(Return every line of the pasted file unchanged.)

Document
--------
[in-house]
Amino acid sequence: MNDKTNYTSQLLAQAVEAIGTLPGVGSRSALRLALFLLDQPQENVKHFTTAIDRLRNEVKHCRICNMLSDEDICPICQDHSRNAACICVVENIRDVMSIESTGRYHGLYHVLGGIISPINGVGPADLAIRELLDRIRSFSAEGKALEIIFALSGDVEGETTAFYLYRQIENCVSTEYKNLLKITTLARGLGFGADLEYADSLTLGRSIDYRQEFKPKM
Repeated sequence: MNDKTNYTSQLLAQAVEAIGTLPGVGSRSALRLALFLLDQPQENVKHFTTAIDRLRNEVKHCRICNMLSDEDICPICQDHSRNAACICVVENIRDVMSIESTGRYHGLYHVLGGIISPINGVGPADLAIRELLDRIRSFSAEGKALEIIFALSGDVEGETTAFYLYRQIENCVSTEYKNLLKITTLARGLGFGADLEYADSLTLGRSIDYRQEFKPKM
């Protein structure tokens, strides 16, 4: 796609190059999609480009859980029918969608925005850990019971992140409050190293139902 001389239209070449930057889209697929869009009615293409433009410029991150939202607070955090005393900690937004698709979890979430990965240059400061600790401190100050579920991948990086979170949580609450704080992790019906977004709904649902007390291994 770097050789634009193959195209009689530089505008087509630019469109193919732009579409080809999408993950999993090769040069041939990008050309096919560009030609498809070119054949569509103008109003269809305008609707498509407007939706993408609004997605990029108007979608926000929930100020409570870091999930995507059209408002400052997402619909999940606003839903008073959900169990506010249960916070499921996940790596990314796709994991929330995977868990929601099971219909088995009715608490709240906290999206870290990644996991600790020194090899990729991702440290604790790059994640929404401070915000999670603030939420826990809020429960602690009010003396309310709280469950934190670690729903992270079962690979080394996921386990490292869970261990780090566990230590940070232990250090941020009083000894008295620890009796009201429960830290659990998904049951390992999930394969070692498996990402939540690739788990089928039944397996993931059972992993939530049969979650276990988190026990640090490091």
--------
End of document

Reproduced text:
[in-house]
Amino acid sequence: MNDKTNYTSQLLAQAVEAIGTLPGVGSRSALRLALFLLDQPQENVKHFTTAIDRLRNEVKHCRICNMLSDEDICPICQDHSRNAACICVVENIRDVMSIESTGRYHGLYHVLGGIISPINGVGPADLAIRELLDRIRSFSAEGKALEIIFALSGDVEGETTAFYLYRQIENCVSTEYKNLLKITTLARGLGFGADLEYADSLTLGRSIDYRQEFKPKM
Repeated sequence: MNDKTNYTSQLLAQAVEAIGTLPGVGSRSALRLALFLLDQPQENVKHFTTAIDRLRNEVKHCRICNMLSDEDICPICQDHSRNAACICVVENIRDVMSIESTGRYHGLYHVLGGIISPINGVGPADLAIRELLDRIRSFSAEGKALEIIFALSGDVEGETTAFYLYRQIENCVSTEYKNLLKITTLARGLGFGADLEYADSLTLGRSIDYRQEFKPKM
């Protein structure tokens, strides 16, 4: 796609190059999609480009859980029918969608925005850990019971992140409050190293139902 001389239209070449930057889209697929869009009615293409433009410029991150939202607070955090005393900690937004698709979890979430990965240059400061600790401190100050579920991948990086979170949580609450704080992790019906977004709904649902007390291994 770097050789634009193959195209009689530089505008087509630019469109193919732009579409080809999408993950999993090769040069041939990008050309096919560009030609498809070119054949569509103008109003269809305008609707498509407007939706993408609004997605990029108007979608926000929930100020409570870091999930995507059209408002400052997402619909999940606003839903008073959900169990506010249960916070499921996940790596990314796709994991929330995977868990929601099971219909088995009715608490709240906290999206870290990644996991600790020194090899990729991702440290604790790059994640929404401070915000999670603030939420826990809020429960602690009010003396309310709280469950934190670690729903992270079962690979080394996921386990490292869970261990780090566990230590940070232990250090941020009083000894008295620890009796009201429960830290659990998904049951390992999930394969070692498996990402939540690739788990089928039944397996993931059972992993939530049969979650276990988190026990640090490091």